Be consistent

Teaching a baby or toddler to sleep through the night can come with a few nights of parental guilt, which leads a lot of parents to give up on the process before any real change has a chance to take effect, often within just a few hours. 

Add a special needs-related challenge on top of that, and it’s easy to understand how a parent could quickly feel overwhelmed. 

There is nothing more confusing to a child than inconsistency. Consistency helps a child feel safe and secure.  Remember, they’re still trying to get a grasp on how things work in the world, and if things are handled one way on a given night but differently the next, it can be exceptionally confusing for them. 

Making some slight tweaks to your approach might prove beneficial, but giving in and taking your child into bed with you because they’re being particularly fussy one night, but standing your ground the next, conveys a really confusing message. 

Be patient

Special needs kids can be tremendously strong-willed and it may take more time, effort, and dedication than other kids to change their behaviors. If you’re the parent of a special needs child, I’m not telling you anything you don’t already know, but just try to keep it in mind when you’re responding to them for the fifteenth time in a night.

Most of us are pretty particular about our sleep. We like a certain pillow, we like to sleep in a specific position, we might like to have a glass of water handy on the nightstand, and if someone suddenly told us that we needed to change all of that, we’d likely get a little frustrated in the first couple of nights, even if we knew it was going to benefit us in the long run.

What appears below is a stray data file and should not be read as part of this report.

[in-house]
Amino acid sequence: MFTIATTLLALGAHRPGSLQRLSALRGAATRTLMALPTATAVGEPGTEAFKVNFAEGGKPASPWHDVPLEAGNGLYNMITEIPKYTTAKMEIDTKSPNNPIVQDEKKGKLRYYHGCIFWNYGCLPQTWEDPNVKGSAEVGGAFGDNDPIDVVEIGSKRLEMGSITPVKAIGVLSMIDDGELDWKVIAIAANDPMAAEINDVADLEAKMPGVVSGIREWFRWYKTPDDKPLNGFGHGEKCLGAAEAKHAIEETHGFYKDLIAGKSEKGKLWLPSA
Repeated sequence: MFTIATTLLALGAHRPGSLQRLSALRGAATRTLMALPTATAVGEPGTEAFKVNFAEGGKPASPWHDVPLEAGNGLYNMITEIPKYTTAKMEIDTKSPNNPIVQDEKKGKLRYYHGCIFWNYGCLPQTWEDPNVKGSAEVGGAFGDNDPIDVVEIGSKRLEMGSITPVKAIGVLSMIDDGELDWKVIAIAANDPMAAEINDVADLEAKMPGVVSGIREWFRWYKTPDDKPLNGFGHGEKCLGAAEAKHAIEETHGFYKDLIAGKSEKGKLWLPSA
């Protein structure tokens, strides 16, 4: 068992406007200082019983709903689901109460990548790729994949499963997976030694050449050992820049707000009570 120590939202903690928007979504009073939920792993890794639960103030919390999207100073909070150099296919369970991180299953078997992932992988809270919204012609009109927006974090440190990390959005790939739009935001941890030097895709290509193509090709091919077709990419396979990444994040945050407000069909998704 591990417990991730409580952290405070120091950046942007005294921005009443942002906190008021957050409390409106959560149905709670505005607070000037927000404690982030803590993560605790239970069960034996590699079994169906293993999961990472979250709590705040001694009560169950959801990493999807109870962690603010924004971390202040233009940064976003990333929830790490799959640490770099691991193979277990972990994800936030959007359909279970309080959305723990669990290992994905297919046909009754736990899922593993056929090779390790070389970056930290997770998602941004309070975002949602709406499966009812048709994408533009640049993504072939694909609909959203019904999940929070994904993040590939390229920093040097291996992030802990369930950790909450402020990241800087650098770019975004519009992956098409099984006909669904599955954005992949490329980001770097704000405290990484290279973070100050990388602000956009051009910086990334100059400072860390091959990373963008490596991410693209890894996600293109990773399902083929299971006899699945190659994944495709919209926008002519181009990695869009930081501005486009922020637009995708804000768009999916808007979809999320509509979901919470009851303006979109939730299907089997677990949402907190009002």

So when we’re working with a baby or toddler with special needs, you can just imagine how difficult it must be for them to adjust to this new way of doing things. They don’t understand the benefits of these changes, they’re tired, they’re frustrated, and they’re going to want someone to get things back to a recognizable, familiar pattern.

Being woken up in the middle of the night is aggravating at the best of times, but when it’s happening repeatedly, over weeks or months, to the sound of a crying baby, it’s very easy to lose your cool, so do your best to take some deep, calming breaths before you get up out of bed and keep in mind that this is tough for your baby as well, and that you’re working towards a solution. Things will get better over time as long as you stay on track, so try to keep that thought in the front of your mind when you’re feeling like giving up.

One thing I know for sure; you should never underestimate a child’s ability to do incredible things. They amaze us constantly with their ability to understand, adapt, and interact. As parents, we’re constantly awestruck at our little ones’ development and progress, and there’s no reason to think they can’t learn to sleep through the night if we provide them with the right guidance and support.


Share this post

Scroll to Top